With experience, you’ll discover there are few good, excellent new mechanical marvels, books, techniques and “moves”, but you’ll also value the direct, deceptive, versatile classic methods which have stood the test of time.

Thanks for considering my thoughts.



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a personal veiw

Postby connor o'connor » Aug 26th, '06, 20:12

hi there, I remember well when I started magic, and here are a few of my mistakes.
firstly learn the tricks you buy well, when you think you have learnt them, learn them some more. try to learn them until you do not even think about how you are doing the trick because....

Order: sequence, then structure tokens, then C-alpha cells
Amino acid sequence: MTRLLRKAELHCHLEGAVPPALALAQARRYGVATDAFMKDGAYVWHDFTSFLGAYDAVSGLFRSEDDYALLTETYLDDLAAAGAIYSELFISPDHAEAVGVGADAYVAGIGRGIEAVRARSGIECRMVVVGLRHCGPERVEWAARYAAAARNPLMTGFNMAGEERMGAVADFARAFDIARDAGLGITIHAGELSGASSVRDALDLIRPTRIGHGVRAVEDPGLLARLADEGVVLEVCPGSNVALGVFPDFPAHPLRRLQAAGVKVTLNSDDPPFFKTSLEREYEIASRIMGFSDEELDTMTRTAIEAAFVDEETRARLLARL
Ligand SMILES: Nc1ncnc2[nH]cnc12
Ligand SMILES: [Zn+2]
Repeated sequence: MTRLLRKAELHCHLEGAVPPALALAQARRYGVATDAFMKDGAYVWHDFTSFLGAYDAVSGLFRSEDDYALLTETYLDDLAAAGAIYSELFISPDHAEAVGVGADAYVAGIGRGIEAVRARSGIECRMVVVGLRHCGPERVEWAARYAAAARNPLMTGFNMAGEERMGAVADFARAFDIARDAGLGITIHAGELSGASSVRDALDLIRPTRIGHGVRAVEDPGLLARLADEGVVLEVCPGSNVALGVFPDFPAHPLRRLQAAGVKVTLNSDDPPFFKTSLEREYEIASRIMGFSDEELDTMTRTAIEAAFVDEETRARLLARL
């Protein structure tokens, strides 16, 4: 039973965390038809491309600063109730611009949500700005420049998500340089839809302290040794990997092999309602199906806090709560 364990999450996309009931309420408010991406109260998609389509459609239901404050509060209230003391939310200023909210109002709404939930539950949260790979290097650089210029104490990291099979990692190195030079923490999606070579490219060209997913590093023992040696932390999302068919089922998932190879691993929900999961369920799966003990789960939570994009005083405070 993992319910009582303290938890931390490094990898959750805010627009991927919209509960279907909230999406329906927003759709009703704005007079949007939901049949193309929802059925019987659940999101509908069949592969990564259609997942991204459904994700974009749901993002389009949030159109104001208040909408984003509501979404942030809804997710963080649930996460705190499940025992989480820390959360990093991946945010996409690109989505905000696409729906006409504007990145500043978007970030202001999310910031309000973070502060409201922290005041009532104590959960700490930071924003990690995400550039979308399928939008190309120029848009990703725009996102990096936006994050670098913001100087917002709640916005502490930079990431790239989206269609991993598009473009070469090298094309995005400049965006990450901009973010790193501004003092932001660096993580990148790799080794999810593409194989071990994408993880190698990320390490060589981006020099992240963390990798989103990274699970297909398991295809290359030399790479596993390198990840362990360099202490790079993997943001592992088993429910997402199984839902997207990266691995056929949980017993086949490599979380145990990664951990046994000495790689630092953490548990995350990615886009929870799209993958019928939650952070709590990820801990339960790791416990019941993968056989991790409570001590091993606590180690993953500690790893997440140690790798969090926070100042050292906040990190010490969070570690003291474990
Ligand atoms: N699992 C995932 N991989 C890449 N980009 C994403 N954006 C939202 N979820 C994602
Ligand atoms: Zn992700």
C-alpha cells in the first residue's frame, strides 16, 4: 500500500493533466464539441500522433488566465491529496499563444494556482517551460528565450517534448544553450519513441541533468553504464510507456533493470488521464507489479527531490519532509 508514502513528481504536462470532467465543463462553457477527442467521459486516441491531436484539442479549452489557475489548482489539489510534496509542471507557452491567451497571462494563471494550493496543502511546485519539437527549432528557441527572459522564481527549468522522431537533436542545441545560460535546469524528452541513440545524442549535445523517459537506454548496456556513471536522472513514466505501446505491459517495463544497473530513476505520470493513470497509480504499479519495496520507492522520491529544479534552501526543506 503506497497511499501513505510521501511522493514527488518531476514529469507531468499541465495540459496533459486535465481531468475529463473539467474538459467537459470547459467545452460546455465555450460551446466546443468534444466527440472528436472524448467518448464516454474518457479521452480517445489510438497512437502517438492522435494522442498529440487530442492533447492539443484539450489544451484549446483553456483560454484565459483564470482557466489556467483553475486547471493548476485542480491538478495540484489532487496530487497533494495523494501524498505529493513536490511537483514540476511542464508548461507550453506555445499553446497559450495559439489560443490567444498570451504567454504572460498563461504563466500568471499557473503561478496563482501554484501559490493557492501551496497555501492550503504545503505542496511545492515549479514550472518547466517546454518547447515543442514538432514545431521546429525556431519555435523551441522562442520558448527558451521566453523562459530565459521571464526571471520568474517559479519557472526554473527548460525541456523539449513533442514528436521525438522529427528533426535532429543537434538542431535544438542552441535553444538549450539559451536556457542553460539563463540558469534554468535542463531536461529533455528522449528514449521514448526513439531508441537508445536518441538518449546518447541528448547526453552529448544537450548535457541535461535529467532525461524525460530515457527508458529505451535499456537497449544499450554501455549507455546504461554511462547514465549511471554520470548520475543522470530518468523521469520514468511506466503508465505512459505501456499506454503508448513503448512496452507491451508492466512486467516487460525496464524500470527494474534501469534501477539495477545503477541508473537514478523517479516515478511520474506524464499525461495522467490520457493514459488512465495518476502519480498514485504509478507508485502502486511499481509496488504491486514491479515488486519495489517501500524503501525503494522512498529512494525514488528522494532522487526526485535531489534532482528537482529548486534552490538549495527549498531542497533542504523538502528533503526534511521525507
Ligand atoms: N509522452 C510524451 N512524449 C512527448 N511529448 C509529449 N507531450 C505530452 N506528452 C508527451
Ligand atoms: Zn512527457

It is not the trick that is important, so you will need all your brain power to concentrate on something else... the performance, your patter, your interaction with the audiance. practice saying the patter out loud, to yourself. I garentee when you do this you will make mistakes with your magic, so practise somemore.
secondly when you have done this with one trick to perfection, buy another trick NOT BEFORE.(also don't buy book after book after the ones you have first!)
thirdly run through your tricks you have learnt on a regular basis, I do it every couple of days quickly so I don't forget.
fourth don't buy 4 trick decks of cards. when you do the first card trick they will say do another. Ok you say let me just put my 'ordinary' pack of cards back in my pocket and take the same 'ordinary' deck back out again. It dosent work does it!